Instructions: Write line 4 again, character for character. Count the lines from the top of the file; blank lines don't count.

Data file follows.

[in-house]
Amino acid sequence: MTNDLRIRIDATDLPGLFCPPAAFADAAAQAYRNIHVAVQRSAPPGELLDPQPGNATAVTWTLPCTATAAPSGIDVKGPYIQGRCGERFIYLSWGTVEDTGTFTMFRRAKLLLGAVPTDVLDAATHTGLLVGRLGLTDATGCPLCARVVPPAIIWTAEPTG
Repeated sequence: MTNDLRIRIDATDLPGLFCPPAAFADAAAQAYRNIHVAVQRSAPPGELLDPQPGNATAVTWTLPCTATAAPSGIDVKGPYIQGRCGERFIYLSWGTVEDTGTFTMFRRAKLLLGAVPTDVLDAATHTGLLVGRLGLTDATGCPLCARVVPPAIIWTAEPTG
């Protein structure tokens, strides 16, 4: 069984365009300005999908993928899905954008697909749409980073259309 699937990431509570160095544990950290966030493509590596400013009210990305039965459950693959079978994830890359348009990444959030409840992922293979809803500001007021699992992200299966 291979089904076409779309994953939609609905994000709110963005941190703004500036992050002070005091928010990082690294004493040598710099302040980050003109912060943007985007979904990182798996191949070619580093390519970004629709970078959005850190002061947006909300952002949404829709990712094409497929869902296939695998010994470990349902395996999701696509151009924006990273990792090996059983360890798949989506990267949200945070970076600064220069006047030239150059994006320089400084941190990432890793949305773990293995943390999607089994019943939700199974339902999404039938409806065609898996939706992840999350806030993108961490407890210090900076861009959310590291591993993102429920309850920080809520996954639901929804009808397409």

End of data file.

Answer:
């Protein structure tokens, strides 16, 4: 069984365009300005999908993928899905954008697909749409980073259309 699937990431509570160095544990950290966030493509590596400013009210990305039965459950693959079978994830890359348009990444959030409840992922293979809803500001007021699992992200299966 291979089904076409779309994953939609609905994000709110963005941190703004500036992050002070005091928010990082690294004493040598710099302040980050003109912060943007985007979904990182798996191949070619580093390519970004629709970078959005850190002061947006909300952002949404829709990712094409497929869902296939695998010994470990349902395996999701696509151009924006990273990792090996059983360890798949989506990267949200945070970076600064220069006047030239150059994006320089400084941190990432890793949305773990293995943390999607089994019943939700199974339902999404039938409806065609898996939706992840999350806030993108961490407890210090900076861009959310590291591993993102429920309850920080809520996954639901929804009808397409």